Witnesses are guilty of perjury if it is proved, by the evidence of at least two other competent and consistent witnesses, that they had not been present at the time and at the place where they had testified to have been when the event in issue had happened (Mak. 1:4). Such false witnesses are known as edim zomemim (lit. conspiring witnesses). It is not sufficient that anything to which those witnesses had testified is contradicted by new witnesses, to the effect that what they had testified was untrue (as for "contradictions," see witness ): such contradictions are only the starting point of the evidence required to convict those witnesses of perjury (Maim., Yad, Edut 18:4), namely, that they could not possibly have witnessed the facts to which they had testified (ibid. 18:2). Even though the evidence of the first set of witnesses had been accepted by the court as truthful, it is the evidence of the latter set of witnesses, testifying to the "alibi" of the first, that is to be accepted as conclusive (Mak. 5b; Yad, Edut 18:3) irrespective of the actual number of witnesses in each set. The latter set of witnesses must testify in the presence of the first set. Should this not be possible, e.g., if the first set are dead, this constitutes a "contra-diction" and both testimonies will be discarded (cf. Yad, Edut 18:5). Where no evidence of perjury in the technical sense was available, but the evidence had conclusively been contradicted (e.g., where the murdered man appeared in court alive), the court would inflict disciplinary lashes (Makkat Mardut – see flogging ; Yad, Edut 18:6; Sha'arei Ẓedek 4:7, 24 and 45; Rosh, resp., 58:4; et al.). The punishment for perjury is laid down in the Bible: "You shall do to him as he schemed to do his fellow… Nor must you show pity: life for life, eye for eye, tooth for tooth, hand for hand, foot for foot" (Deut. 19:19–21). The Sadducees interpreted this law literally: the false witness would not forfeit his life, unless and until the man against whom he had testified had been executed; but the Pharisean interpretation, which is the source of the law as it was eventually established, was that the witness must be made to suffer what he had schemed to do, but not what he had actually caused to occur, to his fellow (Sif. Deut. 190; Mak. 1:6) – so that the biblical law was held to be applicable only where a man had been sentenced on the strength of false testimony, but before he was executed; the witnesses who had testified against him were then formally tried and convicted of perjury (Yad, Edut 20:2). This was a highly improbable contingency, as there was hardly an interval between sentence and execution (see practice and Procedure). The enunciation of this rule is followed in the Talmud by the objection that it could not be right to take the life of the witness when the life of the person he had schemed to kill had not in fact been taken; or, if the Bible really required that to be the law, then a fortiori must the life of the witness be taken after that person had been executed: if a man is liable to die because of having intended to kill, surely he must be liable to die if he had actually killed. The objection was dismissed in reliance on the rule (see penal Law) that no criminal offense can be created by analogy or logical deduction (Mak. 5b; and cf. Sanh. 74a and 76a; et al.). Later commentators theorized that God's presence in the court (cf. Deut. 19:17) would sufficiently enlighten the minds of the judges to detect the falsehood of the testimony in time, before execution, for it is written, "do not bring death on the righteous and innocent, for I will not acquit the wrongdoer" (Ex. 23:7). It follows that the offense of perjury can have been committed only where the accused had not yet been executed, for a man who was executed must have been rightly convicted (Naḥmanides, commentary, Deut. 19:19). The rule was, however, limited to capital cases only. Perjured witnesses were given the same non-capital punishments   as had already been inflicted on those against whom they had testified (Yad, Edut 20:2), and where the defendant in a civil case had paid the judgment debt, the amount so paid was recovered from the witnesses (Tur, ḤM 38:2). Where the sanction imposed on the strength of their testimony could not be imposed on them (e.g., where an alleged manslayer had been banished to a city of refuge , or where a priest had been suspended from office), they would be flogged (Yad, Edut 20:8–9; Tur, ḤM 38:3). To be convicted of perjury, no previous warning had to be given to false witnesses (Ket. 33a; Yad, Edut 18:4; Tur, ḤM 38:9). No single witness could be convicted of perjury: the conviction had always to be in respect of both (or all) the witnesses who had testified falsely together (Mak. 1:7); and when once one false witness had alone been convicted, it was said that innocent blood had been shed (Mak. 5b). As perjured witnesses are disqualified from being admitted as a witness in future, all convictions of perjury must be given wide publicity (Sanh. 89a; Maim., Yad, Edut 18:7), to fulfill the biblical command that "all others will hear and be afraid" (Deut. 19:20). -BIBLIOGRAPHY: D. Hoffmann, in MWJ, 5 (1878), 1–14; O. Baehr, Das Gesetz ueber falsche Zeugen nach Bibel und Talmud (1882); J. Horovitz, in: Festschrift… David Hoffmann (1914), 139–61; idem, Untersuchungen zur rabbinischen Lehre von den falschen Zeugen (1914); J.S. Zuri, Mishpat ha-Talmud, 7 (1921), 46; Gulak, Yesodei, 4 (1922), 161–3; ET, 8 (1957), 609–23; L. Finkelstein, The Pharisees, 1 (19623), 142–4; 2 (19623), 696–8; Z. Dor, in: Sefer ha-Shanah Bar-Ilan, 2 (1964), 107–24; P. Daykan, in: Sinai, 56 (1964/65), 295–302; S. Schmida, "Li-Ve'ayat Edei Sheker" (Diss., 1965). ADD. BIBLIOGRAPHY: M. Elon, Ha-Mishpat ha-Ivri (1988), 1:331f.; idem, Jewish Law (1994), 1:397f. (Haim Hermann Cohn)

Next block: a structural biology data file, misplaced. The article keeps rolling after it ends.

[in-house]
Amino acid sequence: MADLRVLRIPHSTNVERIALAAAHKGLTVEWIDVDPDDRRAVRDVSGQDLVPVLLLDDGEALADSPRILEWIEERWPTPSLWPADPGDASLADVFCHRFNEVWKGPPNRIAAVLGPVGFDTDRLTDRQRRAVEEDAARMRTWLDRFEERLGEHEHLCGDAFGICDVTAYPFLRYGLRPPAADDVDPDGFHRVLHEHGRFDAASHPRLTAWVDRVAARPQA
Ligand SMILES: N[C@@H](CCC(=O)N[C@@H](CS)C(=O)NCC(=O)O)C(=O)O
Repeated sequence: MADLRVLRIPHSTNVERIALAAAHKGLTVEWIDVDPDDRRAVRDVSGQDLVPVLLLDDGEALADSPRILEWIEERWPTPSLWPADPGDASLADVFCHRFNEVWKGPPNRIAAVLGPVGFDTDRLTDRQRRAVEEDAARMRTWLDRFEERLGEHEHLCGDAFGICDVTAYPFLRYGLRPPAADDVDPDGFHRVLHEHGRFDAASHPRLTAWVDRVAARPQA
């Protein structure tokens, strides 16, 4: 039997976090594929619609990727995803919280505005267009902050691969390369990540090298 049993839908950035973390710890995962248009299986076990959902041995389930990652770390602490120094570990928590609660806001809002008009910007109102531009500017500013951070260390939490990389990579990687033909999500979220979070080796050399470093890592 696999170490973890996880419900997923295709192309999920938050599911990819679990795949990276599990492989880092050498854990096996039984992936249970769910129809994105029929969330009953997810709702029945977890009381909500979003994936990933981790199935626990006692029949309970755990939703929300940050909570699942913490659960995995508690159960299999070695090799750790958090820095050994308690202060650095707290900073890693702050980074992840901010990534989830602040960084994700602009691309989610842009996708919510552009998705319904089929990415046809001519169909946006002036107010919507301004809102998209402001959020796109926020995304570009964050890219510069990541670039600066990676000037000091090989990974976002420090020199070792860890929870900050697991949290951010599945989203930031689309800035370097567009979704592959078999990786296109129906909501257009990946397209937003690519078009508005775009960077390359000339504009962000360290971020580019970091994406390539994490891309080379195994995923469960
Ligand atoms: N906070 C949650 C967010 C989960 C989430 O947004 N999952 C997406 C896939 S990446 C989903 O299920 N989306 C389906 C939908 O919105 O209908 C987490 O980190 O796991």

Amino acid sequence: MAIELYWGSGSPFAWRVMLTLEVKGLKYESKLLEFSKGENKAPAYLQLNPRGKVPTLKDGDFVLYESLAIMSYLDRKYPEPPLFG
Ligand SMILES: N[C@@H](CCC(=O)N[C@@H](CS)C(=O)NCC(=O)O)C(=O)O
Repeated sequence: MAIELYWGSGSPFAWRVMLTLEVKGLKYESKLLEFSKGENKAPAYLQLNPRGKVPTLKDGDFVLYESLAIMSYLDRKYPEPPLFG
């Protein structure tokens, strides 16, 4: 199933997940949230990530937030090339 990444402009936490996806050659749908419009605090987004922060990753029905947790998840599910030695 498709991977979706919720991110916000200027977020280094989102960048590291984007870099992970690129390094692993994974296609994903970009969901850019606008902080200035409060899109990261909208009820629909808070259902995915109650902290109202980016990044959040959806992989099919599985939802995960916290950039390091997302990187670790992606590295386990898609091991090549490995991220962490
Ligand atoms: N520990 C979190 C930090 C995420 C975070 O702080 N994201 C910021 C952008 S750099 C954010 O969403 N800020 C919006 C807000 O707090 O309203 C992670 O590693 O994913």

Encyclopedia Judaica. 1971.

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